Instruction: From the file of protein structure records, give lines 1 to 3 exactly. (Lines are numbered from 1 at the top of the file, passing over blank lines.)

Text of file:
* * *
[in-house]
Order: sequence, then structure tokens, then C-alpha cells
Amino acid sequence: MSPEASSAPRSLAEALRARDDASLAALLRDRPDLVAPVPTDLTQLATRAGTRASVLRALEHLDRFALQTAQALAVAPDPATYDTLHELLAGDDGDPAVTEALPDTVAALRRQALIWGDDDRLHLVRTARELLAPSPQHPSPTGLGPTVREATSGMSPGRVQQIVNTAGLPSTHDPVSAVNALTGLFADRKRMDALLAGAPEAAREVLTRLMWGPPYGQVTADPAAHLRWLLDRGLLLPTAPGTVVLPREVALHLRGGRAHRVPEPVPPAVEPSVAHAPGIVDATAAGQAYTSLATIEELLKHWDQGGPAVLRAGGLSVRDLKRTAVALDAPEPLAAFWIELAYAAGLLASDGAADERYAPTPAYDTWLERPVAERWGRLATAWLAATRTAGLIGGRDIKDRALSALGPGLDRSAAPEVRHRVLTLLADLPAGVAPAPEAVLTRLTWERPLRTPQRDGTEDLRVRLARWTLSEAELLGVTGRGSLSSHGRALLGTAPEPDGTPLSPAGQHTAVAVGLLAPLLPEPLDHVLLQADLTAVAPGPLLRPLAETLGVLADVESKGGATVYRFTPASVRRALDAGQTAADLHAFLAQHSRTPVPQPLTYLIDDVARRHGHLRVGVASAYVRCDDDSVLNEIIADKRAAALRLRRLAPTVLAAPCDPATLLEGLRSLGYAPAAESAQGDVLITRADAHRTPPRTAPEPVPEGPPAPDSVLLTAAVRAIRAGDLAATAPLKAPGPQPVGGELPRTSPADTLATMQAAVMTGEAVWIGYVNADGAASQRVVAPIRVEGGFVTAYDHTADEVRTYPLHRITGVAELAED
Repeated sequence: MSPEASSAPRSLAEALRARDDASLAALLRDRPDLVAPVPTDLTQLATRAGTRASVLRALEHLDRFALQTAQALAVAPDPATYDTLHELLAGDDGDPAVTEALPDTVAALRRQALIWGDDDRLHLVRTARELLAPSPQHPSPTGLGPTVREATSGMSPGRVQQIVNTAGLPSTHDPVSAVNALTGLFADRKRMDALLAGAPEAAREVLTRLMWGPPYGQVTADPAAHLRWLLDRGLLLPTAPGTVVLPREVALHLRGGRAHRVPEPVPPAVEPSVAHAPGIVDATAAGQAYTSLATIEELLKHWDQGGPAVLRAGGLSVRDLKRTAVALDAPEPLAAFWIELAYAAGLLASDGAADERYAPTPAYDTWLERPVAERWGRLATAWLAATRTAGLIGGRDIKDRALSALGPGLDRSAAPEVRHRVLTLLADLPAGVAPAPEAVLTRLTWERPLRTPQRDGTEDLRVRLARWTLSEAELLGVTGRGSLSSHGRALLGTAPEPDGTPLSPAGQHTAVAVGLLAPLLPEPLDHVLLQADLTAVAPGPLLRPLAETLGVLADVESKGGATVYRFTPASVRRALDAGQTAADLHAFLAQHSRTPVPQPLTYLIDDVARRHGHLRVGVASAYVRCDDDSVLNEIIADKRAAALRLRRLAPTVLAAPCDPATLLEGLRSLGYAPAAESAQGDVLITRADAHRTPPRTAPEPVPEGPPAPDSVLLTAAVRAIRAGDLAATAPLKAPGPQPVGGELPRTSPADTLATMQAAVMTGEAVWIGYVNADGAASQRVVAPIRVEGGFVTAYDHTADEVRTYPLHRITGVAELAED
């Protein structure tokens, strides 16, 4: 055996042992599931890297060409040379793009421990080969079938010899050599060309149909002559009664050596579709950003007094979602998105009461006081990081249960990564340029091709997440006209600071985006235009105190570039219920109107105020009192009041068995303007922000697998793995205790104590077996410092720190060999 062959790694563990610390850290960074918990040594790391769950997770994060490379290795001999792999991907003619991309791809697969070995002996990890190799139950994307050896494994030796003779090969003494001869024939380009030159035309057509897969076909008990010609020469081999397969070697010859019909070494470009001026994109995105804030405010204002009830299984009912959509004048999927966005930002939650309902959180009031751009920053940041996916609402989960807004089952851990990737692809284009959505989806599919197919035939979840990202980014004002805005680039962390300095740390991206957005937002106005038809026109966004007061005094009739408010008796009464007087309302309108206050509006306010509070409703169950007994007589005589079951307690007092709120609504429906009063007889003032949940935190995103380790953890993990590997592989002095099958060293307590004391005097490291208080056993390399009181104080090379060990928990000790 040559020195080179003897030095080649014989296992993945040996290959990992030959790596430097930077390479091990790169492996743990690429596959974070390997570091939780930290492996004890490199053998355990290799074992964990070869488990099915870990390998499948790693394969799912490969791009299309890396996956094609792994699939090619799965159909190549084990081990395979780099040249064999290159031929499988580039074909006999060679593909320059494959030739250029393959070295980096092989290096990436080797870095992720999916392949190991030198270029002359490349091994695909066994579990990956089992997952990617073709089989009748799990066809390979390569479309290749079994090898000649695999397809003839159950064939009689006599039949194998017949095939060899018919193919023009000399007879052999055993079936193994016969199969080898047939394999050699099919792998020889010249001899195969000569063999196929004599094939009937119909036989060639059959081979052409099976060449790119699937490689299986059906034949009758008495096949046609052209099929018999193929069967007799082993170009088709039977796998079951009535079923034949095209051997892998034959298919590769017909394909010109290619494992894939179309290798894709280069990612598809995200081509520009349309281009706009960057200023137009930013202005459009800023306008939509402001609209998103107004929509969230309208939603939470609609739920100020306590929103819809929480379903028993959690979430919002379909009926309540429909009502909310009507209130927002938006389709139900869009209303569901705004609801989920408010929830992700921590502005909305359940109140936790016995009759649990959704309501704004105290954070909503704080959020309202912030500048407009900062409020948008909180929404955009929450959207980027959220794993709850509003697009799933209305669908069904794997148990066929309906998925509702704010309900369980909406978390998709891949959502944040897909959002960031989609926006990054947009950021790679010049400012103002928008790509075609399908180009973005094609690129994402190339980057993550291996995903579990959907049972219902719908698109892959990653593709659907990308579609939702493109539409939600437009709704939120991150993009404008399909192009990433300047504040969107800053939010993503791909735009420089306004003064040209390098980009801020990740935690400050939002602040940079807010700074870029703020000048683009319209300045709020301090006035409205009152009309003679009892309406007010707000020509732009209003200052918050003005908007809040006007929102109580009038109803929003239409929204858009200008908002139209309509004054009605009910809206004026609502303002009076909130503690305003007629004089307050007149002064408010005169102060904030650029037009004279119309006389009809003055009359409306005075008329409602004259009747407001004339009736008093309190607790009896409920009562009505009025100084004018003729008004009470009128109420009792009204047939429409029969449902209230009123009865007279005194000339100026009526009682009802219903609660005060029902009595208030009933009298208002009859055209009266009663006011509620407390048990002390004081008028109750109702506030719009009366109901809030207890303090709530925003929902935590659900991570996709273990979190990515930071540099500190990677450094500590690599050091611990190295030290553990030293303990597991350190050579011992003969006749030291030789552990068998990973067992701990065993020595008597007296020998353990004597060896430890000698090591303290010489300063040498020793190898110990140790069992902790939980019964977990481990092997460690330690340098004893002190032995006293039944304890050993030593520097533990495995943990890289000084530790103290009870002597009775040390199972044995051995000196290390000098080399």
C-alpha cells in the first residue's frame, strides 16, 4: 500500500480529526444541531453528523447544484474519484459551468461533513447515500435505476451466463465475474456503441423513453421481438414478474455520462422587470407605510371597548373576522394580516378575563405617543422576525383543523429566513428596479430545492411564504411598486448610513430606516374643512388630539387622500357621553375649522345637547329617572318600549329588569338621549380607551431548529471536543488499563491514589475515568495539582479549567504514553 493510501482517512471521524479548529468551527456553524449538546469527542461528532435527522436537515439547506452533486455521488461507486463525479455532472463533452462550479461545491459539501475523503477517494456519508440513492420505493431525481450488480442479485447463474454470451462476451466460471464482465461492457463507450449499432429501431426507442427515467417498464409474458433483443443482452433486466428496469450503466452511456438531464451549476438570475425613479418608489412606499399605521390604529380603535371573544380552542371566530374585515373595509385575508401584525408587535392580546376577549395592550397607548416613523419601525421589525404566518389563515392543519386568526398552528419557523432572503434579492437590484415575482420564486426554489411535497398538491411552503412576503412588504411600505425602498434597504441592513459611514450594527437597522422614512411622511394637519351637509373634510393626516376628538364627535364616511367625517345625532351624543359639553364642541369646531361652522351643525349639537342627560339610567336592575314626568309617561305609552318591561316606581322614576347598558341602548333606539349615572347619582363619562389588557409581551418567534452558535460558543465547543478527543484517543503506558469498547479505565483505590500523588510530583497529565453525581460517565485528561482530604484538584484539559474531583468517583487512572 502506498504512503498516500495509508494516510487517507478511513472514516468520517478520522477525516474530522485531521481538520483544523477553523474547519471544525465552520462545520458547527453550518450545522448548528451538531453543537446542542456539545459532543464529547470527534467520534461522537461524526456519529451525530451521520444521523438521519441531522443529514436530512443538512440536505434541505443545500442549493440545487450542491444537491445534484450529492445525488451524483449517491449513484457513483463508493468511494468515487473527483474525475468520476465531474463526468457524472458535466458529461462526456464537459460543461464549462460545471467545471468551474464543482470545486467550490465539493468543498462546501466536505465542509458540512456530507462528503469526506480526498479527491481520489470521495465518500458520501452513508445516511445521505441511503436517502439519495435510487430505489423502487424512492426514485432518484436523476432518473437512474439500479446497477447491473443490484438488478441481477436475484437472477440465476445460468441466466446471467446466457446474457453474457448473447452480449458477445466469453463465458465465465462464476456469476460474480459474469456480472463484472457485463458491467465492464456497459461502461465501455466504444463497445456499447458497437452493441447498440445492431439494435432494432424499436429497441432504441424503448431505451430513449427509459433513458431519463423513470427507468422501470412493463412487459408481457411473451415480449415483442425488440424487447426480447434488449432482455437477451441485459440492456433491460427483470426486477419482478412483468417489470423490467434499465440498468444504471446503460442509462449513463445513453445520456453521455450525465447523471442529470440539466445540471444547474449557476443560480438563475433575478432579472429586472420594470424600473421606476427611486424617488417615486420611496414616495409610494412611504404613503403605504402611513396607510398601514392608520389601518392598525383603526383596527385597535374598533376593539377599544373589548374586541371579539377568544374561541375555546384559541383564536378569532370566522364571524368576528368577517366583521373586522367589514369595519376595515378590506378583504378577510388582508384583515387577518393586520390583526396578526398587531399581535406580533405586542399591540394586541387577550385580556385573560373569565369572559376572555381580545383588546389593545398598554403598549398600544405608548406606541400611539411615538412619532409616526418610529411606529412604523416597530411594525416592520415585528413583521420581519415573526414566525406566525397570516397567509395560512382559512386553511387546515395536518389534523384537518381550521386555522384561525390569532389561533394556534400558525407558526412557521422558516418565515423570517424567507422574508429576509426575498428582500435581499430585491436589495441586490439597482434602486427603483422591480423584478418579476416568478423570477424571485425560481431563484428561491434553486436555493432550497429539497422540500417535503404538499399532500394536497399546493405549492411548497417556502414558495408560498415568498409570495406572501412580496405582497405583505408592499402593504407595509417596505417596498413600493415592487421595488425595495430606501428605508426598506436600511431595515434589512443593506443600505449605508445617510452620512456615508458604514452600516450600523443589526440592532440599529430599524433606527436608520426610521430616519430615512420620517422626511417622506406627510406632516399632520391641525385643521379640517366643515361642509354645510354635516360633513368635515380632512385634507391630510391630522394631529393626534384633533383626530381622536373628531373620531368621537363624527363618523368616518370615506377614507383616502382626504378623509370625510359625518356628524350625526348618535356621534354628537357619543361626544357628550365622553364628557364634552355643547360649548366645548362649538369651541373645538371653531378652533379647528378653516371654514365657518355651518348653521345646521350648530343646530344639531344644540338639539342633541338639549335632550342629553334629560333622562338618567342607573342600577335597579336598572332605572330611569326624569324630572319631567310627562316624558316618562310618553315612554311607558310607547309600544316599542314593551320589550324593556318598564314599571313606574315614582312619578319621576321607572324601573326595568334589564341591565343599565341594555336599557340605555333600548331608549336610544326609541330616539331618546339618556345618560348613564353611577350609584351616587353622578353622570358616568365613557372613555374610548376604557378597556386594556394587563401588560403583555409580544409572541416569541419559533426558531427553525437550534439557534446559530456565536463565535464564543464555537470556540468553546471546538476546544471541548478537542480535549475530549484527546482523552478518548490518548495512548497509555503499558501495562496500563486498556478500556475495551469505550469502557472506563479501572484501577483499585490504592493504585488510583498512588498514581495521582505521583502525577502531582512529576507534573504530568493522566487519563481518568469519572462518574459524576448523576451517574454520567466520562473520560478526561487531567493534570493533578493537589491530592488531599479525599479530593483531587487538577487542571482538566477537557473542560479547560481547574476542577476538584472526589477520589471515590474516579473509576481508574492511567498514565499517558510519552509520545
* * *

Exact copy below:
[in-house]
Order: sequence, then structure tokens, then C-alpha cells
Amino acid sequence: MSPEASSAPRSLAEALRARDDASLAALLRDRPDLVAPVPTDLTQLATRAGTRASVLRALEHLDRFALQTAQALAVAPDPATYDTLHELLAGDDGDPAVTEALPDTVAALRRQALIWGDDDRLHLVRTARELLAPSPQHPSPTGLGPTVREATSGMSPGRVQQIVNTAGLPSTHDPVSAVNALTGLFADRKRMDALLAGAPEAAREVLTRLMWGPPYGQVTADPAAHLRWLLDRGLLLPTAPGTVVLPREVALHLRGGRAHRVPEPVPPAVEPSVAHAPGIVDATAAGQAYTSLATIEELLKHWDQGGPAVLRAGGLSVRDLKRTAVALDAPEPLAAFWIELAYAAGLLASDGAADERYAPTPAYDTWLERPVAERWGRLATAWLAATRTAGLIGGRDIKDRALSALGPGLDRSAAPEVRHRVLTLLADLPAGVAPAPEAVLTRLTWERPLRTPQRDGTEDLRVRLARWTLSEAELLGVTGRGSLSSHGRALLGTAPEPDGTPLSPAGQHTAVAVGLLAPLLPEPLDHVLLQADLTAVAPGPLLRPLAETLGVLADVESKGGATVYRFTPASVRRALDAGQTAADLHAFLAQHSRTPVPQPLTYLIDDVARRHGHLRVGVASAYVRCDDDSVLNEIIADKRAAALRLRRLAPTVLAAPCDPATLLEGLRSLGYAPAAESAQGDVLITRADAHRTPPRTAPEPVPEGPPAPDSVLLTAAVRAIRAGDLAATAPLKAPGPQPVGGELPRTSPADTLATMQAAVMTGEAVWIGYVNADGAASQRVVAPIRVEGGFVTAYDHTADEVRTYPLHRITGVAELAED